With 30 states having legalized some form of cannabis, plus the District of Columbia, speculating what national legalization would generate in tax revenue becomes a very relevant topic. The U.S. national debt is approaching $21 trillion so understanding the financial impact of legal marijuana is undoubtedly on officials minds.
While the United States debates about the potential harms of cannabis use and the morality of legalization, countries like Canada are taking the lead on marijuana. With national recreational sales set to begin sometime later this year, Canada already has exporting contracts for cannabis to Europe and other countries. The United States is bound to be the largest market for cannabis and could quickly step in and make marijuana a top commodity.
-New Frontier Data’s latest report, Cannabis in the U.S. Economy, shows how national legalization under a 15% federal cannabis tax would be a boon for the U.S. Treasury.
-Under full national legalization, by 2020 sales from plant-touching businesses (producers, processors, and retailers) would exceed $48 billion, generating nearly $11B in federal tax revenues from business taxes ($2.0B), payroll taxes ($4.1B) and a 15% federal retail cannabis tax ($4.8B).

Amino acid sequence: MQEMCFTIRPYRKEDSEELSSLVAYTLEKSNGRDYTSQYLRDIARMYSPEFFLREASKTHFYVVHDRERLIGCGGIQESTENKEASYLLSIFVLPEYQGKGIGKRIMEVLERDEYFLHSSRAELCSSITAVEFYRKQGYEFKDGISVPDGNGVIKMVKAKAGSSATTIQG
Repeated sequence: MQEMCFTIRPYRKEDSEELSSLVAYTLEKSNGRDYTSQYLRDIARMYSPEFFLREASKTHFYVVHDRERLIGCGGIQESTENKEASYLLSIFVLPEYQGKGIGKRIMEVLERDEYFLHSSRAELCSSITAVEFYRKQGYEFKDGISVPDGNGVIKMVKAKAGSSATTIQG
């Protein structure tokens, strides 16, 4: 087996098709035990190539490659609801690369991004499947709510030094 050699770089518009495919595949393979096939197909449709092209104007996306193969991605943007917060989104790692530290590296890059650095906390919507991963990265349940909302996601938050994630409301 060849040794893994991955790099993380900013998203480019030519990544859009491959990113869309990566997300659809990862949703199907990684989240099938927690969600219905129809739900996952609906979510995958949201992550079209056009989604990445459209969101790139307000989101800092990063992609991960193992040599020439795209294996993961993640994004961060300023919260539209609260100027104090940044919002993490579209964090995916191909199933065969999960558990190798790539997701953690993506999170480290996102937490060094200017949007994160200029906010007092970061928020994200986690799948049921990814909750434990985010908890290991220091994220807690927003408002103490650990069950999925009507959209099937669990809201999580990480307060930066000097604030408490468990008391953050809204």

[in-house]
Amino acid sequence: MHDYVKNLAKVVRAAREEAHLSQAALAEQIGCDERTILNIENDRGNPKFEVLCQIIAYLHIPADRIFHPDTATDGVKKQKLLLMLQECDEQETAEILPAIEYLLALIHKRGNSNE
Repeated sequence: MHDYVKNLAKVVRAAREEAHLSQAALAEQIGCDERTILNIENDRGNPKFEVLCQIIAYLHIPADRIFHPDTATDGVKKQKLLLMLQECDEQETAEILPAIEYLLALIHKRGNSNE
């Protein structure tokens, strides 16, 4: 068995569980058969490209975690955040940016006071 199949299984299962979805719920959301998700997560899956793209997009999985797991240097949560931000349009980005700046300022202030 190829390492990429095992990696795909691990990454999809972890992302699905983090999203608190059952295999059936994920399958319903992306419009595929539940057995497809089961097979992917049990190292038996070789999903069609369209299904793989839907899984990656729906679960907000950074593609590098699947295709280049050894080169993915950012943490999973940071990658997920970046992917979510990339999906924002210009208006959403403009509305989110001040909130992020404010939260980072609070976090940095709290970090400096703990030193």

-Such estimates are based on the growth of the industry under the current demand trajectory but do not include potentially significant added revenue from deregulation of CBD products, new cannabis-derived pharmaceuticals, or U.S. industrialization and commercialization of hemp.
-The updated report, which includes analysis of the newly passed tax law, is available here.
Based on the new tax law passed in December 2017, this report examines three aspects of what full legalization would look like in contrast to the current, state-by-state patchwork of legalized environments, and the anticipated impacts which full nationwide legalization would hold for the U.S. Treasury.
These three aspects include:
-Federal business taxes on cannabis businesses,
-Federal payroll withholdings
-Revenue generated from a national cannabis sales tax of 15%.
The report compares revenues that would be generated under the current state of legalization (forecast over 2017–2025) and a theoretical model of national legalization over the same period, assessing the impact on U.S. Treasury revenue and job creation in the industry. *Report is not released yet, this is a pre-order*
Attorney General Jeff Sessions recently made comments that the department of justice would not be pursuing small marijuana cases and the medical community is further embracing the medical benefits of cannabis. Do you believe that marijuana will be nationally legalized? When do you think it will happen?
Read more: NewFrontierData.com